Wednesday, 8 January 2014

Can there be too much Standard of Review in Canadian Administrative Law?

When I was on the job talk circuit a couple of years ago, an eminent professor confessed that s/he had only half paid attention to my presentation, noting that s/he had stopped paying attention to Canadian administrative law about 20 years ago and was satisfied that s/he had missed nothing: "Obviously you are having the same argument that scholars were having two decades ago". And from time to time one hears sighs, even from administrative-law aficionados, accompanied by moans of "Oh no, not the standard of review again".

I am guilty of one book on the general subject, two articles on Canadian law (here and here) and innumerable posts on the subject, and I have a couple of projects in the pipeline (though once they are concluded, I will try to move onto other things!). But the reason the standard of review keeps coming up is that vast swathes of the law remain unresolved and contestable.

Hence David Mullan's mammoth "Unresolved Issues on Standard of Review in Canadian Judicial Review of Administrative Action - the Top Fifteen!" (2013), 42 Advocates' Quarterly 1-85. As the title and exclamation mark suggest, Professor Mullan could have gone on at even greater length. Five years after its reformulation of judicial review doctrine in Dunsmuir, the Supreme Court of Canada still has a lot of work to do.

In a hot-off-the-press article, "Can There Be Too Much Context in Administrative Law? Setting the Standard of Review in Canadian Administrative Law", Andrew Green takes the view that the Court is on the right track. Applying an institutionalist approach to the standard of review issue, he concludes:
The presumption of reasonableness potentially reduces the uncertainty and cost of undertaking judicial review. This reduction in uncertainty and cost should, all other things being equal, improve decision-­‐making by executive decision-­‐makers, potential challengers of decisions and the legislature. They should all be better able to determine the probable stringency of review (at least broadly) and make choices in the shadow of this review....The shift to categories in Dunsmuir should also make it easier for lower courts to determine the standard of review, which should reduce the number of mistakes. Further, it should increase the ease with which higher level courts can monitor judicial review by lower courts. Such monitoring should also reduce the overall number of mistakes in the assigning of the standard of review as well as any manipulation of the choice of standards by lower courts (p. 48, 50).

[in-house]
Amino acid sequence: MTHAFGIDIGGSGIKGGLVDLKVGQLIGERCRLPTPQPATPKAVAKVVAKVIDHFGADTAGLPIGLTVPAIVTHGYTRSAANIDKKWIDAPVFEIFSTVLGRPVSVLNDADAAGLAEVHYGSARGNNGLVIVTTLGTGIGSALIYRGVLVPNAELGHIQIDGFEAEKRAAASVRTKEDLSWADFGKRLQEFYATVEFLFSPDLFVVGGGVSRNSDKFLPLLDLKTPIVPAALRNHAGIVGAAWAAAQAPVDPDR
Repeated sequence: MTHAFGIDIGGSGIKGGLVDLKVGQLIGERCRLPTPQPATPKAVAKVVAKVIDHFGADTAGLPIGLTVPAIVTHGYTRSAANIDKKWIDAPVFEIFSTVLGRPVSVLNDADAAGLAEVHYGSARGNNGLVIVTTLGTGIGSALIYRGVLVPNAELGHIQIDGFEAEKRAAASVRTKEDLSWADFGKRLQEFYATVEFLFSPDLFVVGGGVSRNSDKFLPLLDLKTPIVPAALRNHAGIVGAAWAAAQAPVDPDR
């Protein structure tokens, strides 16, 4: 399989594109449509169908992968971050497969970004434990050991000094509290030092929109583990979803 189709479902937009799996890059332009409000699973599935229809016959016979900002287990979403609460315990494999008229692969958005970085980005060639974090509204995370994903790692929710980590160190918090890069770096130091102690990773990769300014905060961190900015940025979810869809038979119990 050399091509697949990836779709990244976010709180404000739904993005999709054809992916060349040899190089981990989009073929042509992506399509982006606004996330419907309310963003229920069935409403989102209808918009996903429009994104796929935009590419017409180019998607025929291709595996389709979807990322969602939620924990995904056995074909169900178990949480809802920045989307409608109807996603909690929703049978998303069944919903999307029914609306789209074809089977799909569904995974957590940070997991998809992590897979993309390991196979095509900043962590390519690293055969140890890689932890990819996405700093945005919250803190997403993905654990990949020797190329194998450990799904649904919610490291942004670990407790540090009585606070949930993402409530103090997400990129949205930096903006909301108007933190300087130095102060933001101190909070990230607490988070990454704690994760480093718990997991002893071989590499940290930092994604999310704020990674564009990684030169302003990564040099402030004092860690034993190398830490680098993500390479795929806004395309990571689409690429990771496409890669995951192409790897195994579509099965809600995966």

Notwithstanding Green's institutional analysis (much of which is uncontestable) I remain unconvinced of the promise of a categorical approach for two reasons set out in the articles referenced above.

First, where choices between categories have to be made, judges inevitably have to rely on some other factors (such as the factors from the pragmatic and functional analysis). Yet they may do so without identifying the relevant factors or giving reasons for their reliance on the factors, thus (a) opening the door to manipulation of the standard, which is more difficult to observe in the absence of reasons and (b) creating confusion for litigants on all sides. And if no reasons are given, error detection might be difficult (giving confused litigants less of an incentive to appeal) such that the benefits and costs of a categorical approach may be a wash (note the emphases: this point requires some reflection).

These difficulties might be overcome by the adoption of an automatic reasonableness standard. Indeed, Green sounds a cautious note about the continued existence of categories that attract correctness review. Yet this leads to the second reason for doubt. In determining the "degree" of deference or the intensity with which reasonableness is applied, courts will inevitably have regard to external factors. If these are left unstated, issues (a) and (b) recur. And there is an additional issue. Requiring judges to focus on context has an educative function. It forces them to confront the features of the regulatory regime and their relative institutional competence. A rule that the judge is to proceed automatically to the analysis of the reasonableness of a decision may ultimately undermine deference.

This is not a criticism of Green's paper. He takes the Court at its word in asserting that reasonableness is not a variable standard, which is perfectly proper for his purposes, but the Court's assertion is dubious. In the most sophisticated judicial attempts to define reasonableness, factors such as the scope of power delegated and the nature of the question at issue have been prominent.

I should also note that Mullan points out that an automatic reasonableness standard might raise further problems, including constitutional ones. As long as a core minimum of review is retained, those constitutional problems may be overcome, but that very much depends on what the core minimum looks like.

In summary, Canadian administrative law scholars are not done with the standard of review just yet!

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